It’s tough trying to be the Amazon of ETFs.

While BlackRock raked in $74 billion in ETF flows in the second quarter, the record was in part obscured by revenue that failed to beat estimates. The revenue miss was largely driven by lower performance fees on two long-only funds that didn’t beat their benchmarks by as much as they did a year earlier and weaker securities lending revenue hampered by less M&A activity, said CEO Laurence D. Fink.

Like Amazon did with online retailing, BlackRock got into the ETF arena early and has focused relentlessly on building its business by volume — gathering as much investor money as possible. And just like Jeff Bezos, who ceded profit to win share and trounce rivals, Fink has seen expenses rise.

Lower fees on two of the firm’s long-only funds that didn’t beat their benchmarks is the main reason for the revenue miss, according to BlackRock CEO Laurence D. Fink. Bloomberg News

Revenue, while up, missed estimates for the fourth straight quarter, according to Bloomberg data. BlackRock’s second-quarter costs increased in almost every category including employee compensation and distribution and servicing costs. But AUM increased about 5% from last quarter to $5.7 trillion.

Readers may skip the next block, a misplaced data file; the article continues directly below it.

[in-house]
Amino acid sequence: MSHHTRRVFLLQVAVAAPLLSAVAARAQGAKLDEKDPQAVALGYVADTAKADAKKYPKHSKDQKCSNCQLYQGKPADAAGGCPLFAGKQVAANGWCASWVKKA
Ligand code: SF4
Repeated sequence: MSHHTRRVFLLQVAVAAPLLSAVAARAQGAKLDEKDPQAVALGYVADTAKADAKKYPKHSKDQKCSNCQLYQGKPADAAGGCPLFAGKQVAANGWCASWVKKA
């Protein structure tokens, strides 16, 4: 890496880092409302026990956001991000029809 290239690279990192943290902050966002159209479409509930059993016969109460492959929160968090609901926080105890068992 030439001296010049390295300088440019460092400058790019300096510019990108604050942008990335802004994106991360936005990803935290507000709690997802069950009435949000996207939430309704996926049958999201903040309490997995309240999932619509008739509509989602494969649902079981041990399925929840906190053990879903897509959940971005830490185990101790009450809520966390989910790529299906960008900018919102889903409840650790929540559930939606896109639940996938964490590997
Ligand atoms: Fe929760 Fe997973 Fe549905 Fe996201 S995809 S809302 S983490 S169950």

BlackRock shares fell 3.1% on Monday to close at $424.63.

Asset managers are facing pressure as money flows out of more expensive active funds into lower fee passive products. The world’s largest provider of the products is in a better position than most, having entered the ETF business with the purchase of Barclays Global Investors in 2009.

At the same time, BlackRock continues to cut prices on the products, announcing this month a steep cut on a $10 billion ETF that offers exposure to the mortgage-backed bond market. In October, BlackRock reduced fees on 15 core ETFs aimed at price sensitive retail customers and financial advisers and in December reduced expenses on six smart beta ETFs.

BlackRock continues to focus on improving its active business. This year, it fired more than 30 people in its active-equities group and moved billions of dollars into cheaper funds where quants play more of a role.

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It’s also trying to adapt to industry pressure by investing in technology. It has made several acquisitions that management says will help diversify its revenue stream and drive more money into its products. The firm last month agreed to buy financial tech company Cachematrix and took a minority stake in European robo-adviser Scalable. It owns robo advice firm FutureAdvisor.

The firm’s average ETF fee slid to about 33 basis points last year, or 33 cents per $100 invested, from about 40 basis points in 2009, according to data from Morningstar. The firm’s average mutual fund fee slid to 108 basis points from about 138 basis points during the same period.

Bloomberg News